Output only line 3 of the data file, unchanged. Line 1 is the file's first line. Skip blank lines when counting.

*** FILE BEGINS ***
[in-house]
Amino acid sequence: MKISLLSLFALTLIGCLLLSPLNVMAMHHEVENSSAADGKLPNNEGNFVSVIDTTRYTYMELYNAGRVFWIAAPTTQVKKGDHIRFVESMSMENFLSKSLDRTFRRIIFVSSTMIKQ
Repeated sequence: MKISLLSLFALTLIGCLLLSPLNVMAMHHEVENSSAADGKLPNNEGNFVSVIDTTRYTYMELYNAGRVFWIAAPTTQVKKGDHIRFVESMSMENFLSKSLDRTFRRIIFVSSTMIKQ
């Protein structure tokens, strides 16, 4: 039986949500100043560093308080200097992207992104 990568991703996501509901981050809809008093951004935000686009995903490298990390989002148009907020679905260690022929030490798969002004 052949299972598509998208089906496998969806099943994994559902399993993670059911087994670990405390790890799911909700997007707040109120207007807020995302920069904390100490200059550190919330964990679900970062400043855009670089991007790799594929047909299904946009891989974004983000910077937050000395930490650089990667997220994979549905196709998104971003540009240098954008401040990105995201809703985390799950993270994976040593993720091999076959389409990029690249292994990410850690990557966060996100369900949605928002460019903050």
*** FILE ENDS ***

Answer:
Repeated sequence: MKISLLSLFALTLIGCLLLSPLNVMAMHHEVENSSAADGKLPNNEGNFVSVIDTTRYTYMELYNAGRVFWIAAPTTQVKKGDHIRFVESMSMENFLSKSLDRTFRRIIFVSSTMIKQ